The ramp or wild leek, is a wild onion native to North America. The bulb resembles a scallion, but the flat, broad leaves set it apart. According to John Mariani, author of “The Encyclopedia of American Food and Drink,” the word ramp comes from “rams,” or “ramson,” an Elizabethan dialect version of the wild garlic.
Ramps grow from Tennessee to Canada, and in many areas they are considered a spring delicacy and even a reason for celebration. The flavor and odor of ramps is usually compared to a strong garlic.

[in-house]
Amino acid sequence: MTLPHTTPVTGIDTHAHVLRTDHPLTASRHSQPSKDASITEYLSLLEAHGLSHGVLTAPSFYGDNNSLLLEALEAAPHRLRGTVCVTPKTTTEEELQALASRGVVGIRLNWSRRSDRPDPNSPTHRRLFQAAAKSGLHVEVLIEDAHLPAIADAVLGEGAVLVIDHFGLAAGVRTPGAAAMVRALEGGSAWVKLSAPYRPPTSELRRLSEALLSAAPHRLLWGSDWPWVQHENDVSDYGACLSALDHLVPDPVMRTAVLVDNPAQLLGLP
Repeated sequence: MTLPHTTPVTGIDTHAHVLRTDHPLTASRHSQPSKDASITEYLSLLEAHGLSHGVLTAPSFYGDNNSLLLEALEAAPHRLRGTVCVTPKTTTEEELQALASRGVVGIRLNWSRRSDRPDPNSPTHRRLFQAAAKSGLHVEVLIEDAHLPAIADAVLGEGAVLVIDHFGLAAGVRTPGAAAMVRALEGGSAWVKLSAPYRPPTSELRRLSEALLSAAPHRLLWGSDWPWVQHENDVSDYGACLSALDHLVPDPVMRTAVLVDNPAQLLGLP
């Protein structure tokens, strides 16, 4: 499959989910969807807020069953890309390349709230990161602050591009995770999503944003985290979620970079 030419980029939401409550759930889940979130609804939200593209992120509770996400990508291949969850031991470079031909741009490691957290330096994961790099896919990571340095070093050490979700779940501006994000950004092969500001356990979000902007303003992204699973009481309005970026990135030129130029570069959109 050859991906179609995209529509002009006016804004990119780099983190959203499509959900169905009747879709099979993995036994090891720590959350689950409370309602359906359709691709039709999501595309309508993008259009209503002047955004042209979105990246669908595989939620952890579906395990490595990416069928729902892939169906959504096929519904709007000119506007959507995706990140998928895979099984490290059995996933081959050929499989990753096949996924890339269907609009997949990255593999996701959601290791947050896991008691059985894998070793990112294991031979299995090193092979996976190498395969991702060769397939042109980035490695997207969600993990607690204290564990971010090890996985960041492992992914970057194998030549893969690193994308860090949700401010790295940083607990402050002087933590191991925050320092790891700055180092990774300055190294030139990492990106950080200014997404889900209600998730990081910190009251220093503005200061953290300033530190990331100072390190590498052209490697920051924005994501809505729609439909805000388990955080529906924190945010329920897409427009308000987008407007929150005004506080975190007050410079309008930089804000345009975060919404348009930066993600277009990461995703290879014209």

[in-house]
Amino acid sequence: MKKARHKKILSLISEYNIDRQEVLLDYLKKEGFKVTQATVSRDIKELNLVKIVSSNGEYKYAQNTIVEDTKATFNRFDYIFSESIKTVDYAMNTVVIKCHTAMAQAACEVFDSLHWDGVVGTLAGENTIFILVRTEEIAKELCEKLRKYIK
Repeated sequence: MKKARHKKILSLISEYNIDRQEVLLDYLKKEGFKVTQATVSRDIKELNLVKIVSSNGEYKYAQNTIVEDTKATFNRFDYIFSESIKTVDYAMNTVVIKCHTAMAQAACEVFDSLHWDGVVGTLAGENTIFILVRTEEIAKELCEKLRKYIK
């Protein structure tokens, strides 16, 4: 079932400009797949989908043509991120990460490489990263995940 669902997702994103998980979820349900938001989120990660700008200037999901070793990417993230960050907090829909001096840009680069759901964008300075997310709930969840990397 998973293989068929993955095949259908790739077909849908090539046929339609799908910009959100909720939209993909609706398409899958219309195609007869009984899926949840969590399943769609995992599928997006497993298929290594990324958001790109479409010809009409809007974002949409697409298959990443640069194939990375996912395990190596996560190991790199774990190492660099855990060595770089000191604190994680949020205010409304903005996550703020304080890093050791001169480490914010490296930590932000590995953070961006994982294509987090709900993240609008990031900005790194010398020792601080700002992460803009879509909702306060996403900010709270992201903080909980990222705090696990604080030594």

The festival brings hundreds to the camp each year to enjoy the traditional meal while bluegrass music is played. The traditional meal includes ramps fried in eggs, streaked meat, fried potatoes, white beans and cornbread. All proceeds are used for the operation and the upkeep of Camp McCroy.
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